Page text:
By Kevin Twine
The Times Record (Brunswick, Maine), Letters, March 21, 2013
Thanks to Gordon Weil for his cogent explanation of the cost problem our health care system faces (“The problem with health care is cost, page A10, March 15). “Problem” is a charitable term. “Disaster” would be far more appropriate.
In a nutshell, in comparison with other developed nations, the U.S. health care system has much more unfettered free enterprise, much higher cost, far fewer people covered and quite mediocre results.
More free enterprise is not the solution. We are in this mess because there’s too much free enterprise, and it’s out of control. Hospitals can charge whatever they want in a totally seller’s market. That’s why we get $1.50 Tylenol tablets.
Medicare, because of its size and market clout, limits these abuses — but only for our senior citizens.
I have yet to hear any “free enterprise” health care plans that make sense. All we hear is that Medicare and Medicaid are the problems. The truth is that they are part of our overall health care system and should not be singled out simply because they are big targets. The problem is systemic, and must be dealt with that way.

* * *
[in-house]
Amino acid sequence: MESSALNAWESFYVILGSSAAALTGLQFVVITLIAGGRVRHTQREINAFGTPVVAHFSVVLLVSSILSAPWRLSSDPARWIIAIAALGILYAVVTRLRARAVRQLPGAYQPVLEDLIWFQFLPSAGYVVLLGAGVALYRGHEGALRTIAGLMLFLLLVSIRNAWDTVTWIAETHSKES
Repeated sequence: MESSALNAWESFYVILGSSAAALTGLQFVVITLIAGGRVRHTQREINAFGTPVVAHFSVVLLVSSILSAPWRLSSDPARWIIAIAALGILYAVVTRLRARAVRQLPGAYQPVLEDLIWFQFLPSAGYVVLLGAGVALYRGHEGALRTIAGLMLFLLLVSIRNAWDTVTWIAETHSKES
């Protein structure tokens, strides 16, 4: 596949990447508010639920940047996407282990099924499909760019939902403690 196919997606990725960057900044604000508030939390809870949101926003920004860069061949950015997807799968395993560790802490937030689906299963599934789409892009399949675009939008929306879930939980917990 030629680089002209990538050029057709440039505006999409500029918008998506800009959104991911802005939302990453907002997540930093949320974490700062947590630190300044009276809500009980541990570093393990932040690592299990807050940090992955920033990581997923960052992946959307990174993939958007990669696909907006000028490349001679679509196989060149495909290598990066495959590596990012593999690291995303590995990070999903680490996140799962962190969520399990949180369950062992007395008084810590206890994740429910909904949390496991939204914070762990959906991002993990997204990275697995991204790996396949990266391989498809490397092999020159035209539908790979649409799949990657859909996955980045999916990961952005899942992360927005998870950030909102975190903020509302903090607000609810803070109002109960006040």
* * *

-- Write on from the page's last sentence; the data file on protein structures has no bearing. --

In fact, Medicare for everyone is an entirely reasonable alternative. It would be relatively easy to implement because it is well-understood, and a sound cost control structure is already in place. It would immediately cut costs because its administrative expenses are low compared with the insurance industry: about 4 percent for Medicare versus more than 25 percent for the insurance companies.
We must cease the ideological arguments and focus instead on solutions that make sense and are attainable. “Medicare For All” fits these criteria quite well.
Kevin Twine resides in Brunswick.